Just consider home builder sentiment. A key index that tracks buyer traffic, current sales, and expectations about future sales dropped to 42 in April from 44 in March. Not only did that miss expectations for a reading of 45, it was also the third monthly decline in a row. That’s not what you want to see during the heart of the spring home buying season.
Meanwhile, single-family housing starts slumped 4.8 percent between February and March. Single-family permits also slipped 0.5 percent on the month, indicating a cooling in future construction activity.
Perhaps the biggest concern of all are the dramatic, investor-driven, high single-digit and low double-digit price surges we’ve seen in speculative markets like Phoenix, Las Vegas, Miami, and so on.
Are WAGES rising that fast in those markets?
Is JOB GROWTH or economic growth accelerating that quickly in those markets?
Of course not!
The wider the gap gets between price gains caused by traditional demand drivers — and price gains fueled by artificial investor demand — the greater the risk of a nasty correction.
What to Dump if Real Estate Stalls …
Many investors and analysts on Wall Street are in love with housing stocks, mortgage stocks, and almost anything related to them. But have these people noticed that shares of leading homebuilders like D.R. Horton (DHI) and Lennar (LEN) have given up all the year’s gains? Or that they’re basically trading where they did last September?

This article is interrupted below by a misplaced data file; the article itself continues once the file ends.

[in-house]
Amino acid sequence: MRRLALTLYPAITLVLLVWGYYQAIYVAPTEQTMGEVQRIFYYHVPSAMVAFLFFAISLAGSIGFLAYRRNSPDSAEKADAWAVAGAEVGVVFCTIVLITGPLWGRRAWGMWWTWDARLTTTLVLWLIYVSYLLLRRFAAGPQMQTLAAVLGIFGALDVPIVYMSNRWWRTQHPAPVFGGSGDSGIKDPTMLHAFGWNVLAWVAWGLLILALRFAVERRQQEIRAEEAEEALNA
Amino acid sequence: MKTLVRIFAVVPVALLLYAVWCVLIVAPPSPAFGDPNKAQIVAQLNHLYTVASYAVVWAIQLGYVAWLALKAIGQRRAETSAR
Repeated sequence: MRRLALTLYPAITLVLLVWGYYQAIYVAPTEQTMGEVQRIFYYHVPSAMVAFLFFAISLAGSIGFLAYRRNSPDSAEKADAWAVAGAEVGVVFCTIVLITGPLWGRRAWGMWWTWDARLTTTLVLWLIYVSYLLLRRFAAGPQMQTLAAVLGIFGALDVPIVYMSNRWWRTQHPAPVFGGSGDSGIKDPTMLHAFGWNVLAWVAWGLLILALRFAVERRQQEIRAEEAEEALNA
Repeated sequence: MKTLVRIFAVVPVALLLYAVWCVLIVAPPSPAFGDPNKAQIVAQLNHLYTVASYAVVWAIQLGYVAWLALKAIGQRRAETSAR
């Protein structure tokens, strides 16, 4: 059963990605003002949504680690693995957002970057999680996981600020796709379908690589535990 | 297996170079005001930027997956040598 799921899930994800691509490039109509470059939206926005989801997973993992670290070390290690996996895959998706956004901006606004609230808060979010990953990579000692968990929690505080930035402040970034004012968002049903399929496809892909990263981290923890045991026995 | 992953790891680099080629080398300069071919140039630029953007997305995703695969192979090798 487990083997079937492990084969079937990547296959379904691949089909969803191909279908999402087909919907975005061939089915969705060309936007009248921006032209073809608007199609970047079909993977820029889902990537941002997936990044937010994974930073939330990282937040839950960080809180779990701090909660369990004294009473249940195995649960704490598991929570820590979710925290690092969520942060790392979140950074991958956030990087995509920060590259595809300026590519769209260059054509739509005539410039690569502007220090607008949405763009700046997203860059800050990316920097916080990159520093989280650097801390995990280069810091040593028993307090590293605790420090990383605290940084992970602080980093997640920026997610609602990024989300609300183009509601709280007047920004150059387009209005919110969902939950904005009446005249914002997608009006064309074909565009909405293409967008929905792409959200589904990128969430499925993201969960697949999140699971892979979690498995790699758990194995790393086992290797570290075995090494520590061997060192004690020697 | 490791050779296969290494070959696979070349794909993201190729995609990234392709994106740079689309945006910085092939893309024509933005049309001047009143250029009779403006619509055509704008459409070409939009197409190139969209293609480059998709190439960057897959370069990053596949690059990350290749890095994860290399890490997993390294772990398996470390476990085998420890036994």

Or how about the mortgage-levered banks like Bank of America (BAC)? If the housing and mortgage markets are so strong, then why the heck did BofA just miss first-quarter profit estimates, citing weak mortgage performance?
Its consumer real estate services loss widened to $1.31 billion from $1.14 billion a year earlier, with both mortgage servicing and mortgage production revenue falling. Mortgage banking revenue also sank 9 percent sequentially at industry behemoth Wells Fargo (WFC), while application volume fell.
My advice is that you take profits in housing-sensitive stocks if you’ve been riding them higher. If you haven’t — and are looking for someplace to target profits or hedge downside risk using short sales or put options — those may be the kinds of stocks to target.
… And Where to Put Your Money Instead!
At the same time, what can you buy instead? Especially in light of all the points I’ve been making lately: Namely, that many types of bonds are loaded down with risk … while some particular stocks look incredibly promising?
Well, I’ve spent several weeks identifying six bond-trumping investments. The result of my exhaustive research is a report I’m calling “Beating the Bond Bubble: 6 Bubble-Busting Investments for Income and Profit!” Set for release on Monday, May 6 — just over two short weeks from now — this comprehensive report is jam-packed with information, such as …
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* The 286 best and worst stocks to own as bonds tank — plus the one little-known corner of the bond market still worth considering!
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Until next time,